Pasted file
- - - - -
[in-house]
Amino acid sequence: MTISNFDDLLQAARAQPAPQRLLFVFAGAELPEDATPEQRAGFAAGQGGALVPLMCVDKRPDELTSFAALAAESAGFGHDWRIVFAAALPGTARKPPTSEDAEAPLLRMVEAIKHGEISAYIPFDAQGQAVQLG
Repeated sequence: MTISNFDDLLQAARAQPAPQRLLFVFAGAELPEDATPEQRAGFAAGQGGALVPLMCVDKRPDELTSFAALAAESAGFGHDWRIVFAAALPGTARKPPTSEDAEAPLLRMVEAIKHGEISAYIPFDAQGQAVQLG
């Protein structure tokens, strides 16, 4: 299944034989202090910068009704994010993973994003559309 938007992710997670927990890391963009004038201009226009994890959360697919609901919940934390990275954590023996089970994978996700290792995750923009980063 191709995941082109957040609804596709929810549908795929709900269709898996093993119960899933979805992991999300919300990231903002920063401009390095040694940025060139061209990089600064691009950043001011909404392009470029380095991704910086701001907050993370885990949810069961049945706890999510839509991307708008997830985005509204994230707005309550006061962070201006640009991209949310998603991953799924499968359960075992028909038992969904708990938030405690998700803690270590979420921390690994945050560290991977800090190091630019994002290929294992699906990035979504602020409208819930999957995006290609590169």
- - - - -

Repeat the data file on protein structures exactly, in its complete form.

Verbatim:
[in-house]
Amino acid sequence: MTISNFDDLLQAARAQPAPQRLLFVFAGAELPEDATPEQRAGFAAGQGGALVPLMCVDKRPDELTSFAALAAESAGFGHDWRIVFAAALPGTARKPPTSEDAEAPLLRMVEAIKHGEISAYIPFDAQGQAVQLG
Repeated sequence: MTISNFDDLLQAARAQPAPQRLLFVFAGAELPEDATPEQRAGFAAGQGGALVPLMCVDKRPDELTSFAALAAESAGFGHDWRIVFAAALPGTARKPPTSEDAEAPLLRMVEAIKHGEISAYIPFDAQGQAVQLG
């Protein structure tokens, strides 16, 4: 299944034989202090910068009704994010993973994003559309 938007992710997670927990890391963009004038201009226009994890959360697919609901919940934390990275954590023996089970994978996700290792995750923009980063 191709995941082109957040609804596709929810549908795929709900269709898996093993119960899933979805992991999300919300990231903002920063401009390095040694940025060139061209990089600064691009950043001011909404392009470029380095991704910086701001907050993370885990949810069961049945706890999510839509991307708008997830985005509204994230707005309550006061962070201006640009991209949310998603991953799924499968359960075992028909038992969904708990938030405690998700803690270590979420921390690994945050560290991977800090190091630019994002290929294992699906990035979504602020409208819930999957995006290609590169």